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dc.contributor.authorMoberly, James G.
dc.contributor.authorStaven, A.
dc.contributor.authorSani, Rajesh K.
dc.contributor.authorPeyton, Brent M.
dc.date.accessioned2017-04-11T19:17:42Z
dc.date.available2017-04-11T19:17:42Z
dc.date.issued2010-10
dc.identifier.citationMoberly JG, Staven A, Sani RK, Peyton BM, "Influence of pH and inorganic phosphate on toxicity of zinc to Arthrobacter sp. isolated from heavy-metal-contaminated sediments," Environ Sci Technol, 2010 44(19):7302-7308.en_US
dc.identifier.issn0013-936X
dc.identifier.urihttps://scholarworks.montana.edu/xmlui/handle/1/12690
dc.description.abstractBecause of its high solubility over a wide range of pH conditions, zinc is found in many natural and human-impacted systems. Zinc speciation is critical in assessing zinc toxicity to microorganisms because it varies considerably with pH and is dependent on other aqueous constituents. Combined results of thermodynamic modeling, statistical analysis, and batch culture studies using Arthrobacter sp. JM018 suggest that the toxic species may not be solely limited to the free ion, but also includes ZnHPO40(aq). Cellular uptake of ZnHPO40(aq) through the inorganic phosphate transporter (Pit family), which requires a neutral metal phosphate complex for phosphate transport, may explain the observed toxicity. Based on visual MINTEQ (v3.0) modeling, at 50 μM total zinc, ZnHPO40(aq) constitutes 33, 70, and 76% of the neutral metal phosphate pool at pH 6, 7, and 8, respectively. At 50 μM total zinc, cultures supplied with organic phosphate (glycerol-3-phosphate) show no significant response to pH (p=0.13) while inhibition of inorganic phosphate-supplemented cultures, whose neutral metal phosphates are increasingly dominated by ZnHPO40(aq), show significant pH dependence (p=9.45 x 10-7). Using sodium to decrease the distribution of ZnHPO40(aq) in the neutral metal phosphate pool also decreased the pH dependent toxicity, further supporting this mechanism.These findings show the important role of minor zinc species in organism toxicity and have wider implications because the Pit inorganic phosphate transport system is widely distributed in Bacteria, Archaea, and Eukarya.en_US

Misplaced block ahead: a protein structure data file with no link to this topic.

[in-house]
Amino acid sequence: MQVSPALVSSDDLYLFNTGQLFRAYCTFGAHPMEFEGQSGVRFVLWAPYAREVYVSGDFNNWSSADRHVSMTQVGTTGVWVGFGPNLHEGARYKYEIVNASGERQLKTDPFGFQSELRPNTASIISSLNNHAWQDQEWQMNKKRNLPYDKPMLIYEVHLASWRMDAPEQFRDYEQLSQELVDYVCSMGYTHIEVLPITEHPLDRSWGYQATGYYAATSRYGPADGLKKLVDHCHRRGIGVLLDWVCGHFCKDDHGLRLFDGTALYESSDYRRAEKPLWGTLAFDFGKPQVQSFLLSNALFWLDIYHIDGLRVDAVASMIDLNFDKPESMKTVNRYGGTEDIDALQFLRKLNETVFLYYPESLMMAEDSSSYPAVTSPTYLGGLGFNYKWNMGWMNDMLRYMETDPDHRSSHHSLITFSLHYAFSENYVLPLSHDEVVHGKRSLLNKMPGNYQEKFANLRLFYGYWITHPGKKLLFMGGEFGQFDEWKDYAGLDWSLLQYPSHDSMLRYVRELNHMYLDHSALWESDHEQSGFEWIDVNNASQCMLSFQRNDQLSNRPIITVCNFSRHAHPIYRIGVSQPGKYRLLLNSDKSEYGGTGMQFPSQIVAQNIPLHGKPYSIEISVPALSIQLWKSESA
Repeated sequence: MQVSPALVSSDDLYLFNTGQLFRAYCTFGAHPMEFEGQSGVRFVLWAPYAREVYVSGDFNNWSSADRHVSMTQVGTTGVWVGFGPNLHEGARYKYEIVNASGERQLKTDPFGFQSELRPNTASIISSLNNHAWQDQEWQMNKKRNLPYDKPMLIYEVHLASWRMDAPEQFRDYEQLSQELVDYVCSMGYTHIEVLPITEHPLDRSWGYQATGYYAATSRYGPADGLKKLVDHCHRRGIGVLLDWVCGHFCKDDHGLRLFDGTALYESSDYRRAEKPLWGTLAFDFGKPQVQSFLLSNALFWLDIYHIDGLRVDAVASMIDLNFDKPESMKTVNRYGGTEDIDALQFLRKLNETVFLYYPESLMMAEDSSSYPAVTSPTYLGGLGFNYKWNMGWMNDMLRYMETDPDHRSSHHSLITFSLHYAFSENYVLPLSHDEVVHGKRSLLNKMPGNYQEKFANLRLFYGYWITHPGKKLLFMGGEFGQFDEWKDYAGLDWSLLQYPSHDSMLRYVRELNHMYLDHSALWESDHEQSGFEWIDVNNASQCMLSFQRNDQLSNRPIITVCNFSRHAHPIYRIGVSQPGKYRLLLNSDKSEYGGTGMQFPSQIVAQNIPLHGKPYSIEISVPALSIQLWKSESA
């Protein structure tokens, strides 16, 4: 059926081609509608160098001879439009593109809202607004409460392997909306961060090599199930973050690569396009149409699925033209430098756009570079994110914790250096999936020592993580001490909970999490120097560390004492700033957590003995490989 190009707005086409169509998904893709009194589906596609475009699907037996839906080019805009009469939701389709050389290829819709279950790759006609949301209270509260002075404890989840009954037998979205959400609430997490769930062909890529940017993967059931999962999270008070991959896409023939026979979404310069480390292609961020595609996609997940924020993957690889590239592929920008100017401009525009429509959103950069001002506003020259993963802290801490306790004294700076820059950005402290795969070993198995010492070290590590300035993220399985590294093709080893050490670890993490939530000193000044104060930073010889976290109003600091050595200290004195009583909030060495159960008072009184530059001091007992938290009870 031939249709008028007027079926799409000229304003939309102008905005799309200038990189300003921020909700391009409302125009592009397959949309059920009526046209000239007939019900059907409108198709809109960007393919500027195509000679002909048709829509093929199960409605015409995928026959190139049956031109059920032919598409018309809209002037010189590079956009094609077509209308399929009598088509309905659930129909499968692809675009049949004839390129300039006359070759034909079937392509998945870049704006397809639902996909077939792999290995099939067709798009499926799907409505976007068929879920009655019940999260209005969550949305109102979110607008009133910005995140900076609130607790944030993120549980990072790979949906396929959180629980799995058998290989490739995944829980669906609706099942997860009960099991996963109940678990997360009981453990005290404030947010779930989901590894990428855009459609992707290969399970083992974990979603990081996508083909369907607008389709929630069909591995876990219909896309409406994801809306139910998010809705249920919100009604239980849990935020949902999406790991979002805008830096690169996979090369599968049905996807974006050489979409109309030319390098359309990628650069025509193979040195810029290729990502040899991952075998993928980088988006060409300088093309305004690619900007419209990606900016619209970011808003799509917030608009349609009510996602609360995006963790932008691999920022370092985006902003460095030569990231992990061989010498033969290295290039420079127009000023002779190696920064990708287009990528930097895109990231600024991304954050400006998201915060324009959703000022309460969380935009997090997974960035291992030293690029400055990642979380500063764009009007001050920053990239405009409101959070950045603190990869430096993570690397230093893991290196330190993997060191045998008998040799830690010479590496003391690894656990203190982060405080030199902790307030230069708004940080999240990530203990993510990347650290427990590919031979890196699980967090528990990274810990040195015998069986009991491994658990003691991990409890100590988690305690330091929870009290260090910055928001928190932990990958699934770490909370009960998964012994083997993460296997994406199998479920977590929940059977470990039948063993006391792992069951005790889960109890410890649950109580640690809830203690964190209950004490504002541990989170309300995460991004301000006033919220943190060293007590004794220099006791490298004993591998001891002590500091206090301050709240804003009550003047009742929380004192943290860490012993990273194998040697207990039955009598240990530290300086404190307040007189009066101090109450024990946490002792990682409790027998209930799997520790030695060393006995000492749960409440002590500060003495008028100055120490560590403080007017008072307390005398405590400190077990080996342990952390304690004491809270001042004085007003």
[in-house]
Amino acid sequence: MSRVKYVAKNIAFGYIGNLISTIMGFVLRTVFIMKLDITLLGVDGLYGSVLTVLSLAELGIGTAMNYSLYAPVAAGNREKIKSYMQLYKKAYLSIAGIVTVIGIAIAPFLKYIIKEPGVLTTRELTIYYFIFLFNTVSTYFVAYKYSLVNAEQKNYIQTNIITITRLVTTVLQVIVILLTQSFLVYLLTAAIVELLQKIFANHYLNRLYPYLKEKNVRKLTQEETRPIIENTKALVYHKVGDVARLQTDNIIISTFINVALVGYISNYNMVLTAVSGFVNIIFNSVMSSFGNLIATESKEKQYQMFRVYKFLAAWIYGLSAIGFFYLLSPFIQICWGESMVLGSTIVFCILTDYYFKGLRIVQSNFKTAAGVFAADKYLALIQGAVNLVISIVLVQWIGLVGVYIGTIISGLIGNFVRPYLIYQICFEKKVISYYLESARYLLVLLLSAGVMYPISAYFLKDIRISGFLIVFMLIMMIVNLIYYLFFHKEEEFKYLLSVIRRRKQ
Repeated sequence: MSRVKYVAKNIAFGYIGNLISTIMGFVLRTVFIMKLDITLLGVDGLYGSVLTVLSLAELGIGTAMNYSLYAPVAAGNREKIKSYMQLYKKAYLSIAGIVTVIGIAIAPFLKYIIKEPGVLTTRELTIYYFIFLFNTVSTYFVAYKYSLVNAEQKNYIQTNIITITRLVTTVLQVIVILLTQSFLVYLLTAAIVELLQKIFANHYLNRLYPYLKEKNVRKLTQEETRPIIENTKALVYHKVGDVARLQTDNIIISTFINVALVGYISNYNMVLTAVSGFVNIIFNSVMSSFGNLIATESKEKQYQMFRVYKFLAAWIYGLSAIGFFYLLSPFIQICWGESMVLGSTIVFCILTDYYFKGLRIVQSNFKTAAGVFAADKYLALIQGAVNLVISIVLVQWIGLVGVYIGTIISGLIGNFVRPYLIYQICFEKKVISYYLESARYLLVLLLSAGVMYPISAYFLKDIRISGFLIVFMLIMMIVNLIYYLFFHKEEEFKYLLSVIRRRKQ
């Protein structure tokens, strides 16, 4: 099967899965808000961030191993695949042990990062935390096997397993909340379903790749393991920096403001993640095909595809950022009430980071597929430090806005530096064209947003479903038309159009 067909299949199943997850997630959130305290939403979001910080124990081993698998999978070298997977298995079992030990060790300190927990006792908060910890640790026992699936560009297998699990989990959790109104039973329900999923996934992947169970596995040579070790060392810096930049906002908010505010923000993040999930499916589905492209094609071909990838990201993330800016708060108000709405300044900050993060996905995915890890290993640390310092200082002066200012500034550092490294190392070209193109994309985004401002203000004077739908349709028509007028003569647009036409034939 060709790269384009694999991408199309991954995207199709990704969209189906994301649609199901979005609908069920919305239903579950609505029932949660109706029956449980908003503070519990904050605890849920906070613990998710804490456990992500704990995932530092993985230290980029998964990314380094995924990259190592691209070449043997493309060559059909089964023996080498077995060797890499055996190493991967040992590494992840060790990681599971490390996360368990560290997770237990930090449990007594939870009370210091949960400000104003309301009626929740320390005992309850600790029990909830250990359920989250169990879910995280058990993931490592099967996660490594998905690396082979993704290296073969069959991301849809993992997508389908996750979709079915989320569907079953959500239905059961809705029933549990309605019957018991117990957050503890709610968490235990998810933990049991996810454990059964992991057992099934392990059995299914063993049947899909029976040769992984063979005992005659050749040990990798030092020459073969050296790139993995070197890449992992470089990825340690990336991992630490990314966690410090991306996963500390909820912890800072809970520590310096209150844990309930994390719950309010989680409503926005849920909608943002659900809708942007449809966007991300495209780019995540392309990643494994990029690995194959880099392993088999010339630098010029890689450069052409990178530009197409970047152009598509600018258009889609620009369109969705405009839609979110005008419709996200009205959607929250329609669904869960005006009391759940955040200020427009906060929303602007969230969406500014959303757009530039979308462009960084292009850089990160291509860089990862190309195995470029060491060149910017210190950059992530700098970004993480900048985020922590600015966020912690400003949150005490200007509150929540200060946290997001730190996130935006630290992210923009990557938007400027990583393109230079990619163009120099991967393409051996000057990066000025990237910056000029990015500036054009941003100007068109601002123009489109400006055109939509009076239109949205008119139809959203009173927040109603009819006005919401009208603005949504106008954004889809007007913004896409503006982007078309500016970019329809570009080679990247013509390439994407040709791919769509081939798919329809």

dc.titleInfluence of pH and inorganic phosphate on toxicity of zinc to Arthrobacter sp. isolated from heavy-metal-contaminated sedimentsen_US
dc.typeArticleen_US
mus.citation.extentfirstpage7302en_US
mus.citation.extentlastpage7308en_US
mus.citation.issue19en_US
mus.citation.journaltitleEnvironmental Science & Technologyen_US
mus.citation.volume44en_US
mus.identifier.categoryChemical & Material Sciencesen_US
mus.identifier.categoryEngineering & Computer Scienceen_US
mus.identifier.categoryLife Sciences & Earth Sciencesen_US
mus.identifier.doi10.1021/es100117fen_US
mus.relation.collegeCollege of Agricultureen_US
mus.relation.collegeCollege of Engineeringen_US
mus.relation.collegeCollege of Letters & Scienceen_US
mus.relation.departmentCenter for Biofilm Engineering.en_US
mus.relation.departmentChemical & Biological Engineering.en_US
mus.relation.departmentChemical Engineering.en_US
mus.relation.departmentChemistry & Biochemistry.en_US
mus.relation.departmentEnvironmental Engineering.en_US
mus.relation.departmentMicrobiology & Immunology.en_US
mus.relation.universityMontana State University - Bozemanen_US
mus.relation.researchgroupCenter for Biofilm Engineering.en_US
mus.data.thumbpage3en_US
mus.contributor.orcidPeyton, Brent M.|0000-0003-0033-0651en_US
mus.contributor.orcidMoberly, James G.|0000-0003-0950-0952en_US


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